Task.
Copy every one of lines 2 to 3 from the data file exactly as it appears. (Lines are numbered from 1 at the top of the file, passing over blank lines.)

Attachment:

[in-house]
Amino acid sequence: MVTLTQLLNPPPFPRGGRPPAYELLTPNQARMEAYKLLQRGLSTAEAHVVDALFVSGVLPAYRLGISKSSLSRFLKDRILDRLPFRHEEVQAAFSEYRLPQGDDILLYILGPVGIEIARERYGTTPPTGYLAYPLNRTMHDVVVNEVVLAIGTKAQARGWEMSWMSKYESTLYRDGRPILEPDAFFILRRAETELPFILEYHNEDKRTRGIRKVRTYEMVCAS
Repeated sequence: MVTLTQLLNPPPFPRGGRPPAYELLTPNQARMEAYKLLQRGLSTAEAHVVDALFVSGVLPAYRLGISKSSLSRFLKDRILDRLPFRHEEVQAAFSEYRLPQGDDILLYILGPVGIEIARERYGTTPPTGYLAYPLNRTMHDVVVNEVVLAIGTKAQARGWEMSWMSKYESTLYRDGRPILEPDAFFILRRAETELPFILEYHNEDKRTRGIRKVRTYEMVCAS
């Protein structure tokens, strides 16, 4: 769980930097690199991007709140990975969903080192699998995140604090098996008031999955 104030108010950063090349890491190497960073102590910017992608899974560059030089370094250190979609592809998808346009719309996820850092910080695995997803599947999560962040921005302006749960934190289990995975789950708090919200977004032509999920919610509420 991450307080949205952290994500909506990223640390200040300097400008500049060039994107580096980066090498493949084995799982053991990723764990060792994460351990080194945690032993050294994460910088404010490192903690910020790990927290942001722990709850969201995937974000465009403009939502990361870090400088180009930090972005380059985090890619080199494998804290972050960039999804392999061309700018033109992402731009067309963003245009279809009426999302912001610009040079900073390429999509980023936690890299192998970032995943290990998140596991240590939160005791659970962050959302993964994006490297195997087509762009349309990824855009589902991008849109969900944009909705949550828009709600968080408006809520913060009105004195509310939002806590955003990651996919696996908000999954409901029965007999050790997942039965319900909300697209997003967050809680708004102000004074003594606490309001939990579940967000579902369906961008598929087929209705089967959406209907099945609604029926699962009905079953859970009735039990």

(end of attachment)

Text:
Amino acid sequence: MVTLTQLLNPPPFPRGGRPPAYELLTPNQARMEAYKLLQRGLSTAEAHVVDALFVSGVLPAYRLGISKSSLSRFLKDRILDRLPFRHEEVQAAFSEYRLPQGDDILLYILGPVGIEIARERYGTTPPTGYLAYPLNRTMHDVVVNEVVLAIGTKAQARGWEMSWMSKYESTLYRDGRPILEPDAFFILRRAETELPFILEYHNEDKRTRGIRKVRTYEMVCAS
Repeated sequence: MVTLTQLLNPPPFPRGGRPPAYELLTPNQARMEAYKLLQRGLSTAEAHVVDALFVSGVLPAYRLGISKSSLSRFLKDRILDRLPFRHEEVQAAFSEYRLPQGDDILLYILGPVGIEIARERYGTTPPTGYLAYPLNRTMHDVVVNEVVLAIGTKAQARGWEMSWMSKYESTLYRDGRPILEPDAFFILRRAETELPFILEYHNEDKRTRGIRKVRTYEMVCAS